CANH for doctors and healthcare colleagues including senior hospital management

Five things to know about the new clinically-assisted nutrition and hydration guidance from the British Medical Association and Royal College of Physicians

Making decisions about starting, withdrawing or continuing clinically-assisted nutrition and hydration (CANH) when it’s the primary life-sustaining treatment for an adult with a prolonged disorder of consciousness (PDOC) can be extremely difficult. The British Medical Association (BMA) and Royal College of Physicians (RCP) have jointly published new guidance on good practice in making these decisions.

The joint guidance applies to decisions about adult patients with PDOC who are receiving CANH, or where a question arises about whether to start or reinstate CANH. This will include:

  • patients with progressive neurodegenerative conditions (e.g. Parkinson’s or Huntington’s disease)
  • patients with multiple comorbidities or frailty which is likely to shorten life expectancy who have suffered a brain injury (e.g. a catastrophic stroke)
  • previously healthy patients who are in a vegetative state (VS) or minimally conscious state (MCS) following a sudden-onset brain injury (e.g. a traumatic brain injury after a road traffic accident).

We were part of the BMA-led expert group that developed this guidance and we’ve ensured it’s consistent with our End of life care guidance.

Five things to know
Number 1

The Supreme Court ruled in July 2018 that the withdrawal or discontinuing of clinically-assisted nutrition and hydration (CANH) for patients with a prolonged disorder of consciousness (PDOC) does not need court approval in England and Wales, where:

  • professional and clinical guidance has been followed, including obtaining a second opinion where appropriate
  • the legal requirements of the Mental Capacity Act 2005 have been followed
  • the healthcare team and the patient’s family and others close to the patient agree that it’s not in the patient’s best interests to continue with CANH.
Number 2

The Supreme court ruling doesn’t change the best interests decision-making process. It places more weight on making sure healthcare teams are supported to make decisions which are ethically and legally sound in a complex area of practice.

It’s important that families and carers, as well as the doctors and the healthcare team, understand the basis on which decisions can be made about stopping, starting or continuing CANH in the case of an individual patient.

The guidance gives helpful advice on how everyone involved in caring for a patient with PDOC can work together to reach the right decision for the patient, whether they’re being cared for in hospital and community settings. 

Number 3

The importance of carrying out careful best interests assessments is stressed throughout the guidance. This is a key requirement of the Mental Capacity Act 2005 but there is evidence that practice in this area can be variable. So the guidance provides detailed advice about best practice in carrying out best interests assessments, including how to ensure that families/carers and others are effectively involved in the process – in line with the requirements of the Act and its Code of Practice.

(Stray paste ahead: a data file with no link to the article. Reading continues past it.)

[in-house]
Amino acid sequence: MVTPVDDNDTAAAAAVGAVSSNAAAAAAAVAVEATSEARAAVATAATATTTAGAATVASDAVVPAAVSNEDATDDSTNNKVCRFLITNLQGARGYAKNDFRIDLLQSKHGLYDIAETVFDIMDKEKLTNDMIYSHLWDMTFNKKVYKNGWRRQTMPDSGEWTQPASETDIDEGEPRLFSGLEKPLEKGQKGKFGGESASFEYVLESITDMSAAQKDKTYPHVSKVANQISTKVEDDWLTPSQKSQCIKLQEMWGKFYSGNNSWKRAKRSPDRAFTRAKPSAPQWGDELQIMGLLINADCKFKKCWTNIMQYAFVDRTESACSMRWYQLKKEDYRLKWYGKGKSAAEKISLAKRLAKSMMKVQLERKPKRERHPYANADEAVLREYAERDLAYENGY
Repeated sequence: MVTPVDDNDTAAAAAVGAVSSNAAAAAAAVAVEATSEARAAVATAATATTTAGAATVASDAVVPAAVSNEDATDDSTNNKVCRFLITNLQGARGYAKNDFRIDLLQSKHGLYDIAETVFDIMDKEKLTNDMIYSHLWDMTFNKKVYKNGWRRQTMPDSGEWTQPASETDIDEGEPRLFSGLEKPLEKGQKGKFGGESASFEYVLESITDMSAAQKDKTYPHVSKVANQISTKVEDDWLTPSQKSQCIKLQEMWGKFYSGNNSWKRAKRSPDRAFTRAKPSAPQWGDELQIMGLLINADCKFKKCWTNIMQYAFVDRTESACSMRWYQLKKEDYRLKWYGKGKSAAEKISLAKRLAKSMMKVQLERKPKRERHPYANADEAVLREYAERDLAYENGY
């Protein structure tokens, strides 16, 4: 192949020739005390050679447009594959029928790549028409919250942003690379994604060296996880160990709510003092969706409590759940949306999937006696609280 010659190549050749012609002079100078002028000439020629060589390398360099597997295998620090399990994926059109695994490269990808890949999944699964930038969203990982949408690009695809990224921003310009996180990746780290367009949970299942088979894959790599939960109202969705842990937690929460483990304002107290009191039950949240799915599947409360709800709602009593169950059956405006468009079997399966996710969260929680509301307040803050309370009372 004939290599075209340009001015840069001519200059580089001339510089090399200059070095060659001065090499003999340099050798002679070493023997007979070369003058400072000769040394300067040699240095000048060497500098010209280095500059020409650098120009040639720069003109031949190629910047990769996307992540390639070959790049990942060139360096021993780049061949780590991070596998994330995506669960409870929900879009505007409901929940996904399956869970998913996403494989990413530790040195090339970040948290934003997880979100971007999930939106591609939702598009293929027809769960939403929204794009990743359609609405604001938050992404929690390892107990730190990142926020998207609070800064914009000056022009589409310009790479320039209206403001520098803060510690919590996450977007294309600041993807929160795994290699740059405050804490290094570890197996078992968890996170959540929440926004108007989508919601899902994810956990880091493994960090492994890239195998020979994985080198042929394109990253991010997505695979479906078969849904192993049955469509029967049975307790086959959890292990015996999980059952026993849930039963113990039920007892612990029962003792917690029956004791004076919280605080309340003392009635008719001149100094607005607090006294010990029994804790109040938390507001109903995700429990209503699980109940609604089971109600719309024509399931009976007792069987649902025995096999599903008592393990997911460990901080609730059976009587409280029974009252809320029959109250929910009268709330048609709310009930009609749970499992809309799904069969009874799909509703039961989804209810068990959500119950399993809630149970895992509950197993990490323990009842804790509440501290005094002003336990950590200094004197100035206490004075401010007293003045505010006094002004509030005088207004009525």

There is a one page flowchart which can be printed off here.

Number 4

Second opinions are critically important in making decisions for patients with PDOC. Doctors are advised to take all reasonable steps to get a second opinion from a senior clinician. This will be someone who has experience of the patient’s condition but who is not already directly involved in their care. They don’t need to be a doctor but could, for example, be a senior nurse or allied health professional with the relevant skills and experience.

The guidance sets out the type of expertise that might be required and the level of ‘independence’ from the patient’s team which the clinician providing the second opinion might need to have.

Number 5

The advice in the BMA/RCP guidance is intended as practical support for healthcare professionals to make good decisions in this complex and sensitive area of practice. Clearly it can be taken into account, as evidence about best practice, or where patients and families and others with an interest want to know what it’s reasonable to expect in this area. But it isn’t a rule book, and it’s not intended to set thresholds for GMC fitness-to-practise action.

Where to get more information

The new joint guidance from the BMA and RCP including a quick reference guide can be found on the BMA's site.

You can find the new CANH guidance on the BMA's website.

Read our End of life care guidance, which includes more information about CANH treatment. We also provide advice on advance care planning.

If you have further questions about the guidance or its impact get in touch with us by telephone: 0161 923 6602 or: email: